Bit rate units on mirror page.
Jörg W Mittag
Joerg.Mittag at Web.De
Fri Jan 23 15:07:45 PST 2004
Paul Campbell wrote:
> Just being picky but.....
> Capital K is generally used to mean 1024, and small k for 1000 in bit rates.
> 1 Kbit/s = 1024 bits per second = 1024 bits^-1
> 1 kbit/s = 1000 bits per second = 1000 bits^-1
If you want to be *real* picky:
The International Units System specifies that kilo (k) is 10^3, Mega (M) is
10^6 and so on. However, this system is only mandatory for units which are
part of the SI system, and neither Bit nor Byte are part of that system.
(Plus it is only mandatory in special circumstances like e.g. commercial
The NIST and the IEC have invented the terms Kibi (Ki), Mebi (Mi), Gibi (Gi)
and so on for 2^10, 2^20, 2^30 and so forth. (Kibi, Mebi etc. means
Kilobinary, Megabinary, ...). However, *this* system is only mandatory
within the USA. (Plus ... the same as above).
The prefix "K" (capital letter K) is specified in neither of the two
And if you want to be real real real *real* _REAL_ picky, then you should
also mention that the size of one Byte depends on the platform used and may
vary from about 6 to 12 Bits and there are even platforms which don't have
Bytes at all.
And the very last problem is that no official abbreviations for Bit and Byte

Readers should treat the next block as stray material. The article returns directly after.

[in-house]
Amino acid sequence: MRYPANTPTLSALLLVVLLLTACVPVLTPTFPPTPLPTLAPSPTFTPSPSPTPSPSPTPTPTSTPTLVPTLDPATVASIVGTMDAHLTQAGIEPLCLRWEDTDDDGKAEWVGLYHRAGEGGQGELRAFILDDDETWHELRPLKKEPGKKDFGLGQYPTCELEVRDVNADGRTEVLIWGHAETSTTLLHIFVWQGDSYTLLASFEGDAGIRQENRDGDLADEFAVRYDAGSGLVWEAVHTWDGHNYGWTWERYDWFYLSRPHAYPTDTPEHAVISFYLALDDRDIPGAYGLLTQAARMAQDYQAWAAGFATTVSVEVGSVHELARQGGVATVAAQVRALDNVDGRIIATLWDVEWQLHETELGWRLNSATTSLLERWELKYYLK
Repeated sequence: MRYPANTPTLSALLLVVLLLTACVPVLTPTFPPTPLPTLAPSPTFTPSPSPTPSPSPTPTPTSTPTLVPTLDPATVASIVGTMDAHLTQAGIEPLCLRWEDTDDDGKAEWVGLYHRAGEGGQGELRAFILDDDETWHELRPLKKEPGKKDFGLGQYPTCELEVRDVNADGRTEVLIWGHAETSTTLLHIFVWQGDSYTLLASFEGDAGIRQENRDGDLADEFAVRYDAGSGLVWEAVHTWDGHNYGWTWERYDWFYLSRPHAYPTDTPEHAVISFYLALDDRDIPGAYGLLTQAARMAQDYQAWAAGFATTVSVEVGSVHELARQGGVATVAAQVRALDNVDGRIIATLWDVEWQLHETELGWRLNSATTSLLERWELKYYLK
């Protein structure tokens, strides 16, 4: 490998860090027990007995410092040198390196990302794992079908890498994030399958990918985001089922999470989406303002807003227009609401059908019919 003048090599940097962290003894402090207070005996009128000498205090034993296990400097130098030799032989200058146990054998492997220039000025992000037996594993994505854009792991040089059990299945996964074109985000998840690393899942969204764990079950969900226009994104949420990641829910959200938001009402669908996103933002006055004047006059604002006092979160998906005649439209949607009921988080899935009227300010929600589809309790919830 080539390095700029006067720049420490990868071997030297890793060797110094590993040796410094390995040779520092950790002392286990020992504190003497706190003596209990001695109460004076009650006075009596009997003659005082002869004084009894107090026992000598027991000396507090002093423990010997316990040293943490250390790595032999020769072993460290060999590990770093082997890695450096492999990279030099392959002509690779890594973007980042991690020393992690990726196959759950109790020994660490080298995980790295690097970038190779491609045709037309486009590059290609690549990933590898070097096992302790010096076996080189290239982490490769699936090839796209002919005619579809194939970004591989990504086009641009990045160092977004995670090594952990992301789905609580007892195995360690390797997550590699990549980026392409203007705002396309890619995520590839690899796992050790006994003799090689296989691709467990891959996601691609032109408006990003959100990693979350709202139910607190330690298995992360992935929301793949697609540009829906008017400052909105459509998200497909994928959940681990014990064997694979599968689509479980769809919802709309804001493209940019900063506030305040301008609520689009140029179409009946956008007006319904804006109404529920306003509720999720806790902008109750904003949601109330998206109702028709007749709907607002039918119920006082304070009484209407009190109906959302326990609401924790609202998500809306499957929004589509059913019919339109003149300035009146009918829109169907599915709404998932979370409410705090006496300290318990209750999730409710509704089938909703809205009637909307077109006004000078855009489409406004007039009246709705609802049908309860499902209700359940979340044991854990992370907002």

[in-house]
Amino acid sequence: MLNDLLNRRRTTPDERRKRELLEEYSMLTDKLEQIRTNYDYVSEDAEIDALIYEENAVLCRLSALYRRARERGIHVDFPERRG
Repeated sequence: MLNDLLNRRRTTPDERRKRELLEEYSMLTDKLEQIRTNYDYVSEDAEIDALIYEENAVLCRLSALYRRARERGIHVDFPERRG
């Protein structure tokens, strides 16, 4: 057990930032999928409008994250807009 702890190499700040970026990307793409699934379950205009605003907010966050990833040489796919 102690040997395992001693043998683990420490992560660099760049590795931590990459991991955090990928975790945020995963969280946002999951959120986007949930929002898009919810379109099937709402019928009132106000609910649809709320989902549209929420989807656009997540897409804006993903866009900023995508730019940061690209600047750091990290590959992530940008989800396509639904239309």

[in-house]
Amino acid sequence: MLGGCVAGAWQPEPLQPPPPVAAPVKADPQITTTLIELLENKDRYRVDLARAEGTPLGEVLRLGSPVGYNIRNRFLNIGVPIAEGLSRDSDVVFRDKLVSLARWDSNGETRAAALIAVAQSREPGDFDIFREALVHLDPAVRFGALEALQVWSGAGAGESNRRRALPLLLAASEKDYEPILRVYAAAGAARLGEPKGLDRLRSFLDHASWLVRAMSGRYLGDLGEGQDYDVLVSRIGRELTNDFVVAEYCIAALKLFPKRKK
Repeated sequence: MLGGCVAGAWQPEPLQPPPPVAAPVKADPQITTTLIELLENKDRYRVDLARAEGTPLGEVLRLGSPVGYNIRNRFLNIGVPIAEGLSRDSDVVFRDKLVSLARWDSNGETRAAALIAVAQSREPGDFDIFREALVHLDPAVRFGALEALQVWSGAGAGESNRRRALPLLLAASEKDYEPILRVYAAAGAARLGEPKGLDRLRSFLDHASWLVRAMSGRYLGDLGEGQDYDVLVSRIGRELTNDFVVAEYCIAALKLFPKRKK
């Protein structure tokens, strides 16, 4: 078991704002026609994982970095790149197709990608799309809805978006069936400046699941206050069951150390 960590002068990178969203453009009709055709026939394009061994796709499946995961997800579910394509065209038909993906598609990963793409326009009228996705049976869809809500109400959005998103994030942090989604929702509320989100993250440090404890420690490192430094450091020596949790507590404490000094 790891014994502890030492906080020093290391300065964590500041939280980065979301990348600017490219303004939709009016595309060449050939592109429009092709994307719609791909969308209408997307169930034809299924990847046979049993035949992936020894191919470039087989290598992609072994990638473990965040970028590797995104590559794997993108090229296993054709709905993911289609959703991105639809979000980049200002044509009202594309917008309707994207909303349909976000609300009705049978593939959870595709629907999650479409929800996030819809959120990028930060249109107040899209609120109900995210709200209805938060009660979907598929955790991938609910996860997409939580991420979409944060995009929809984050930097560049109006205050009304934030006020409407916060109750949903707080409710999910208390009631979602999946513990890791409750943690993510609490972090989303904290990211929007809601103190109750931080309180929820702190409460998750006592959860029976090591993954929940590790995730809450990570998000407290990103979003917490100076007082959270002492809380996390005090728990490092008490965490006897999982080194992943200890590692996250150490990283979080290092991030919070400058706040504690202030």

exist. Byte is usually abbreviated "B" but Bit uses both "B" and "b".
For me, I have come to the conclusion to never abbreviate Bit or Byte (it
saves you only three letters maximum but calls for misinterpretation) and
always use IEC prefixes for 2^10 and avoid SI prefixes at all in an IT or
computer context. (Instead one can use scientific notation like 2*10^9 for
"two Giga" and 2*2^30 for "two Gibi".)
So, my DSL connection has a bandwith of 128000 Bit/s / 768000 Bit/s (note
how I avoid using "k" here, because it could be confused with Kibi) and my
"120" harddisk has a capacity of 115,04 GiByte (assuming Bytes of 8 Bits).
In view of the fact that the mirrors page deals with communication issues
and in the communications world multiplicators of 10^3 are traditionally
used it would probably be best to standardize the format to KBit/s and
MBit/s, meaning 10^3 and 10^6 respectively (the same applies for TBit/s, of
course, in case somebody is volunteering to donate such a mirror (-;).
But that's just MHO and it is a very minor problem, actually, compared to
the current Glibc and headers discussions or the CMS transition. (-;
checking the coffee machine... empty - operator may not work as
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